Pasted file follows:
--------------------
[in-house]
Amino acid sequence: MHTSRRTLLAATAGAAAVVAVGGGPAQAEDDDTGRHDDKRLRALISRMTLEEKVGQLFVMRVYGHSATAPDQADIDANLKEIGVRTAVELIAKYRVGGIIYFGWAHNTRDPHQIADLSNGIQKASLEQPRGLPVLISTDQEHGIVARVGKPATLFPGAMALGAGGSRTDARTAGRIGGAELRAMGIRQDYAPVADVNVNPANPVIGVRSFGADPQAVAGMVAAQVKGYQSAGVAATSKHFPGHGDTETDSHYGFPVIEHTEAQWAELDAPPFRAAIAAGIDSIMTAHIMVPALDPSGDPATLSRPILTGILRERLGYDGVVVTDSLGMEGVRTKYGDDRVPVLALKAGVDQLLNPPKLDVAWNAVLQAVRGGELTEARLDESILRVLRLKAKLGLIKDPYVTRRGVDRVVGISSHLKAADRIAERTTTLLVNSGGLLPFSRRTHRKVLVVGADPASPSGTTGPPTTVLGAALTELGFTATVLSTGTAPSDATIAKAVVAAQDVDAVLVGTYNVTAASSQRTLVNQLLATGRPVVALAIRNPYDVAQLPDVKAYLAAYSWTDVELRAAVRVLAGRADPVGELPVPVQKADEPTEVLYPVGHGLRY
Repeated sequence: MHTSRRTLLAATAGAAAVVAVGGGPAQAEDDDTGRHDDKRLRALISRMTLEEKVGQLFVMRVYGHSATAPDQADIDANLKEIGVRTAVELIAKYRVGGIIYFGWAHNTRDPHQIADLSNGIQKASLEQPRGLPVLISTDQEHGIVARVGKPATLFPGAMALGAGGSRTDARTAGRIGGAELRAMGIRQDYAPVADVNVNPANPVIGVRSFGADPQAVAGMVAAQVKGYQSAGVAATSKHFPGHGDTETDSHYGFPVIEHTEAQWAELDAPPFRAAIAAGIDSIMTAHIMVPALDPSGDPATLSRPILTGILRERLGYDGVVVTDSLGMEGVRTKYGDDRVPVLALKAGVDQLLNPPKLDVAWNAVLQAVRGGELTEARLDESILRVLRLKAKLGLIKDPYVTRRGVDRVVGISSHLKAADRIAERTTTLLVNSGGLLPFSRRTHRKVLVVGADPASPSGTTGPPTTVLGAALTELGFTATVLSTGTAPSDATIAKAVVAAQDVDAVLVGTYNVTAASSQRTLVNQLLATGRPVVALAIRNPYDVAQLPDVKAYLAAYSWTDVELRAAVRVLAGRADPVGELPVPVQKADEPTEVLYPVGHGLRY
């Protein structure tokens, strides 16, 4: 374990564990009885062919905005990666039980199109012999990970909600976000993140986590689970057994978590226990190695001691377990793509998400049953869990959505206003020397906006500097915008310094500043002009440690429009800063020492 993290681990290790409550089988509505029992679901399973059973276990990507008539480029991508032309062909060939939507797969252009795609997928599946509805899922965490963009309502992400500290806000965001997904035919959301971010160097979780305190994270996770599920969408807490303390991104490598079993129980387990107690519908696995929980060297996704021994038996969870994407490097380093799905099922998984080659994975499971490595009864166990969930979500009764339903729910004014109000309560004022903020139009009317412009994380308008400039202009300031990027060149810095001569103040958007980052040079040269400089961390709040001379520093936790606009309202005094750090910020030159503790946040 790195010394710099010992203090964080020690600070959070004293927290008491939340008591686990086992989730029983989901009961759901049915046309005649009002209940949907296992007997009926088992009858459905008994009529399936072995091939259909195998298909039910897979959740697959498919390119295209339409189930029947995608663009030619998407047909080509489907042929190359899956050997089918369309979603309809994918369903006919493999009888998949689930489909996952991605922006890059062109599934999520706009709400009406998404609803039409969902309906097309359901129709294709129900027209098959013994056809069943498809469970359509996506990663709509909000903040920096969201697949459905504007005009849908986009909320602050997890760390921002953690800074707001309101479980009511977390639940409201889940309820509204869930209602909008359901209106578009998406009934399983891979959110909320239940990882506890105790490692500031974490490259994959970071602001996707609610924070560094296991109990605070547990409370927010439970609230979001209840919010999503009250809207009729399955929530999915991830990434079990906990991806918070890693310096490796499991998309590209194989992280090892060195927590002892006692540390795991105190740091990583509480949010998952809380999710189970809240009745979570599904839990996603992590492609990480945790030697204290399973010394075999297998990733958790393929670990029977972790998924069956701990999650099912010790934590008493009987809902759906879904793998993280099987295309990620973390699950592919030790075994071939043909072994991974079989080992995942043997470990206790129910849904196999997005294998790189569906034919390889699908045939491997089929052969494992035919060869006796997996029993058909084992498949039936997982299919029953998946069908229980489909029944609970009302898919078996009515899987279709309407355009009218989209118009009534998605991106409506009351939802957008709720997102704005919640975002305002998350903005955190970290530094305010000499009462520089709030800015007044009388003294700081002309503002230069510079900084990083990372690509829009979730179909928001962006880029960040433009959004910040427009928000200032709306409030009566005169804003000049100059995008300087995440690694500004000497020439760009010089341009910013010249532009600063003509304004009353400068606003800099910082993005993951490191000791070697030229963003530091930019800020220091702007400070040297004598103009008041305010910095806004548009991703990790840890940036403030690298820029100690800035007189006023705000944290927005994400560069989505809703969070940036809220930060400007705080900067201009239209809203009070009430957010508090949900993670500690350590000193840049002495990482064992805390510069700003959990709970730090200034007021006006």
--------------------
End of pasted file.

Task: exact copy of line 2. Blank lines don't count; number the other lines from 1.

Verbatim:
Amino acid sequence: MHTSRRTLLAATAGAAAVVAVGGGPAQAEDDDTGRHDDKRLRALISRMTLEEKVGQLFVMRVYGHSATAPDQADIDANLKEIGVRTAVELIAKYRVGGIIYFGWAHNTRDPHQIADLSNGIQKASLEQPRGLPVLISTDQEHGIVARVGKPATLFPGAMALGAGGSRTDARTAGRIGGAELRAMGIRQDYAPVADVNVNPANPVIGVRSFGADPQAVAGMVAAQVKGYQSAGVAATSKHFPGHGDTETDSHYGFPVIEHTEAQWAELDAPPFRAAIAAGIDSIMTAHIMVPALDPSGDPATLSRPILTGILRERLGYDGVVVTDSLGMEGVRTKYGDDRVPVLALKAGVDQLLNPPKLDVAWNAVLQAVRGGELTEARLDESILRVLRLKAKLGLIKDPYVTRRGVDRVVGISSHLKAADRIAERTTTLLVNSGGLLPFSRRTHRKVLVVGADPASPSGTTGPPTTVLGAALTELGFTATVLSTGTAPSDATIAKAVVAAQDVDAVLVGTYNVTAASSQRTLVNQLLATGRPVVALAIRNPYDVAQLPDVKAYLAAYSWTDVELRAAVRVLAGRADPVGELPVPVQKADEPTEVLYPVGHGLRY